I think the best thing about traditional publishing is that you're part of a team, and for an author who spends most of his life writing alone that can be a real encouragement and comfort. You have an editor who's put his career on the line because he believes in you and whose job it is to get the best out of you. You work with a copy editor, who is normally more expert in your genre than you are - mine have saved me from embarrassment any number of times. You have an enormously professional production team who make your books look stellar, even if they're sometimes not. You have legal oversight, which is important when you're about to defame a world leader as I was not that long ago. And you have professional proofreaders to spot those irritating little mistakes that hid themselves the last twenty times you read the manuscript. After that process you can just about guarantee your book is the best it can possibly be. In self-publishing you have to provide all these services yourself and it's much scarier to put out a book that only you and a few close friends have read.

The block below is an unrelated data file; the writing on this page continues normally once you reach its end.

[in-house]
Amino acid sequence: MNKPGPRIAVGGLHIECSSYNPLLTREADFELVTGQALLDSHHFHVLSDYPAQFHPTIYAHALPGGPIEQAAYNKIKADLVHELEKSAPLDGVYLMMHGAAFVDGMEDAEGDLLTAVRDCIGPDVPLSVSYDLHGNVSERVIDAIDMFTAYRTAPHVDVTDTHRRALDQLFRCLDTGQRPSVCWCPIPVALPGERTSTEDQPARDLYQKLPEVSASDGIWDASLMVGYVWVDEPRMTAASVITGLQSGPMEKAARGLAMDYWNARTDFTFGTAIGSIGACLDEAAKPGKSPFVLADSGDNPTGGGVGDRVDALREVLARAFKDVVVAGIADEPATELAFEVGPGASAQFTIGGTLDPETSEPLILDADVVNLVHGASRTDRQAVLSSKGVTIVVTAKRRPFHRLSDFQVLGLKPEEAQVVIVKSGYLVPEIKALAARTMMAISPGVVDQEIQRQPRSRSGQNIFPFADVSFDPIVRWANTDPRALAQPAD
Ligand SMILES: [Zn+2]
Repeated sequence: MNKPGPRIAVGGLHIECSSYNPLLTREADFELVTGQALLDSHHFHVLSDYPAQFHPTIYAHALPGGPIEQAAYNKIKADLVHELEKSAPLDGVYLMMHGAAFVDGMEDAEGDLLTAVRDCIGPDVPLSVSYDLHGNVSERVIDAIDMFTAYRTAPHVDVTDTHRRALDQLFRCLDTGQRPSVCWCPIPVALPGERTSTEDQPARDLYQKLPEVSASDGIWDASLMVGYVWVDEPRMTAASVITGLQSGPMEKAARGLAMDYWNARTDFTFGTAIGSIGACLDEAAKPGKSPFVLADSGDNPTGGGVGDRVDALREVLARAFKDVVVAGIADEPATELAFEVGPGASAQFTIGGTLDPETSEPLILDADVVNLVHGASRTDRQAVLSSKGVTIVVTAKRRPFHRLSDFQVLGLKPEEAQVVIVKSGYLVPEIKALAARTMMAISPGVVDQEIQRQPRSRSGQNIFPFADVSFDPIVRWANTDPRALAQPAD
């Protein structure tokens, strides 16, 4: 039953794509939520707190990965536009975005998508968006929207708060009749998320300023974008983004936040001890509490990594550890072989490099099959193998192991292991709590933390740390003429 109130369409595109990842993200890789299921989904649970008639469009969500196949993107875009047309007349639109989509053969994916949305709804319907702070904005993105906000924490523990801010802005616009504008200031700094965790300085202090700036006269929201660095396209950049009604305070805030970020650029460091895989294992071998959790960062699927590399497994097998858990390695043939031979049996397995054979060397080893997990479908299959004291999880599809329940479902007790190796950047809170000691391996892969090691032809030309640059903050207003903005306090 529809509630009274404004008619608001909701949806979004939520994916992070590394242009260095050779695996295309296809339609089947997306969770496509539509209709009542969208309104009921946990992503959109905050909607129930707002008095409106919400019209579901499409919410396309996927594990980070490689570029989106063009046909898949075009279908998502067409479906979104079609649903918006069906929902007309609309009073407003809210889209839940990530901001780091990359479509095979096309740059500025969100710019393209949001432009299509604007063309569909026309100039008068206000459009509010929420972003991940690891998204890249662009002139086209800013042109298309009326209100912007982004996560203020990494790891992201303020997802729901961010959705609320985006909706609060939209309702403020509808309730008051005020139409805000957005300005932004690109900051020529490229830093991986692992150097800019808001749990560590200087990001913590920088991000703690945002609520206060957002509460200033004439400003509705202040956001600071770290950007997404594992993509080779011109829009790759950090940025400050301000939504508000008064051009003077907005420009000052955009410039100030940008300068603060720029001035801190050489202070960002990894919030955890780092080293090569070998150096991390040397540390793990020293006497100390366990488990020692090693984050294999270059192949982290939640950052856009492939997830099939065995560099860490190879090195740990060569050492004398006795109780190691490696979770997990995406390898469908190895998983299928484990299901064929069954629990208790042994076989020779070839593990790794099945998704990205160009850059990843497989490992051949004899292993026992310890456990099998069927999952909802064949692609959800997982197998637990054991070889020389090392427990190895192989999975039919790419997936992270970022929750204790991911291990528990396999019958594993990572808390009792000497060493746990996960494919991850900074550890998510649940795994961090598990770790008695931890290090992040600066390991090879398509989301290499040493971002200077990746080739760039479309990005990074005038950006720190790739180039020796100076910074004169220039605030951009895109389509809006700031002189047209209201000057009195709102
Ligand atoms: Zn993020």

Keith: Will you be self-publishing again?

Doug: Yes, almost certainly. I have a second Glen Savage novel on the stocks and the (few) people who've read the first one have really enjoyed it. The reality is that most authors will have to write two books a year to make a living. In future I see an author having a career with a traditional publisher, but perhaps dove-tailing it with self-publishing a second series of novels at his own pace and his own price. That will take goodwill on both sides, but I think the industry will eventually work it out.

Doug: What about you Keith? Self-publish or traditional?

Keith: I started as self-publish, then was picked up by Caffeine Nights and lost touch with the DIY process until putting out Eagle’s Shadow six weeks ago. It’s been a learning process all over again and I’ve loved it. Going forward I’ll carry on with both routes. I like the ability to move at pace in self-publish. Like you, Doug, I think there’s room for both. I know some authors who are indie or self-publish forever. I guess time will tell…


:: All the books above by Keith Nixon and Douglas Jackson are available on Amazon.